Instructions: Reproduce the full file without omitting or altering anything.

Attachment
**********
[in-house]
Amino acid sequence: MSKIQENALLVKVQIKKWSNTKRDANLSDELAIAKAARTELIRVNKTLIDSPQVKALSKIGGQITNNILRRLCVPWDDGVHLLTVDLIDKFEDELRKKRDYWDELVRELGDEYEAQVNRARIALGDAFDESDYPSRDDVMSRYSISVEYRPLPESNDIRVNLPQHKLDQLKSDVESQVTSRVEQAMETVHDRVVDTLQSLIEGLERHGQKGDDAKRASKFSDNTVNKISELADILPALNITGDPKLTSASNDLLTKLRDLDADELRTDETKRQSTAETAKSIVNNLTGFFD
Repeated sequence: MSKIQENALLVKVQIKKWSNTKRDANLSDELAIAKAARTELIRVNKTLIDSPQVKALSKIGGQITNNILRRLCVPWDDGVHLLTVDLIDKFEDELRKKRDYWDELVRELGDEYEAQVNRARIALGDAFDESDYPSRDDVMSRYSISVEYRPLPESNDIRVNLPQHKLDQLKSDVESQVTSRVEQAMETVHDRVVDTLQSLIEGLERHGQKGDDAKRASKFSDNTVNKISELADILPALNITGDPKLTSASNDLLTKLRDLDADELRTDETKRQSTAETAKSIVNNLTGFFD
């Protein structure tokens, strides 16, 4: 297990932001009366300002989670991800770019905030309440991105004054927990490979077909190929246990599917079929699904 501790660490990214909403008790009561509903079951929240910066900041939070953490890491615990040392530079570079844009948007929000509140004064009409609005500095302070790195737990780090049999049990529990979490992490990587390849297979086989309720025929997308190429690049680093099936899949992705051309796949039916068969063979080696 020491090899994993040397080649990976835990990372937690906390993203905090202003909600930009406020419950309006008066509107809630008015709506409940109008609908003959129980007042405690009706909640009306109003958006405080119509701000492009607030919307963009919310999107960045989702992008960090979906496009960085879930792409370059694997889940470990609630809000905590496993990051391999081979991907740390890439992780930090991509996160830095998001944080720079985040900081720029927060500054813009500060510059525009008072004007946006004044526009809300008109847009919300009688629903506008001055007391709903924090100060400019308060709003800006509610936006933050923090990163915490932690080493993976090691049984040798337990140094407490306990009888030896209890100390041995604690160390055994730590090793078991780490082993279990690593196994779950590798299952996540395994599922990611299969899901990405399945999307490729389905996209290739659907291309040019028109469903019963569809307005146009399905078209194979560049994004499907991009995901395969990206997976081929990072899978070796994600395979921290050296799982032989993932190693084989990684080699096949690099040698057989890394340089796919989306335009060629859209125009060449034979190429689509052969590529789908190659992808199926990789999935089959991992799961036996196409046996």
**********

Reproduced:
[in-house]
Amino acid sequence: MSKIQENALLVKVQIKKWSNTKRDANLSDELAIAKAARTELIRVNKTLIDSPQVKALSKIGGQITNNILRRLCVPWDDGVHLLTVDLIDKFEDELRKKRDYWDELVRELGDEYEAQVNRARIALGDAFDESDYPSRDDVMSRYSISVEYRPLPESNDIRVNLPQHKLDQLKSDVESQVTSRVEQAMETVHDRVVDTLQSLIEGLERHGQKGDDAKRASKFSDNTVNKISELADILPALNITGDPKLTSASNDLLTKLRDLDADELRTDETKRQSTAETAKSIVNNLTGFFD
Repeated sequence: MSKIQENALLVKVQIKKWSNTKRDANLSDELAIAKAARTELIRVNKTLIDSPQVKALSKIGGQITNNILRRLCVPWDDGVHLLTVDLIDKFEDELRKKRDYWDELVRELGDEYEAQVNRARIALGDAFDESDYPSRDDVMSRYSISVEYRPLPESNDIRVNLPQHKLDQLKSDVESQVTSRVEQAMETVHDRVVDTLQSLIEGLERHGQKGDDAKRASKFSDNTVNKISELADILPALNITGDPKLTSASNDLLTKLRDLDADELRTDETKRQSTAETAKSIVNNLTGFFD
């Protein structure tokens, strides 16, 4: 297990932001009366300002989670991800770019905030309440991105004054927990490979077909190929246990599917079929699904 501790660490990214909403008790009561509903079951929240910066900041939070953490890491615990040392530079570079844009948007929000509140004064009409609005500095302070790195737990780090049999049990529990979490992490990587390849297979086989309720025929997308190429690049680093099936899949992705051309796949039916068969063979080696 020491090899994993040397080649990976835990990372937690906390993203905090202003909600930009406020419950309006008066509107809630008015709506409940109008609908003959129980007042405690009706909640009306109003958006405080119509701000492009607030919307963009919310999107960045989702992008960090979906496009960085879930792409370059694997889940470990609630809000905590496993990051391999081979991907740390890439992780930090991509996160830095998001944080720079985040900081720029927060500054813009500060510059525009008072004007946006004044526009809300008109847009919300009688629903506008001055007391709903924090100060400019308060709003800006509610936006933050923090990163915490932690080493993976090691049984040798337990140094407490306990009888030896209890100390041995604690160390055994730590090793078991780490082993279990690593196994779950590798299952996540395994599922990611299969899901990405399945999307490729389905996209290739659907291309040019028109469903019963569809307005146009399905078209194979560049994004499907991009995901395969990206997976081929990072899978070796994600395979921290050296799982032989993932190693084989990684080699096949690099040698057989890394340089796919989306335009060629859209125009060449034979190429689509052969590529789908190659992808199926990789999935089959991992799961036996196409046996």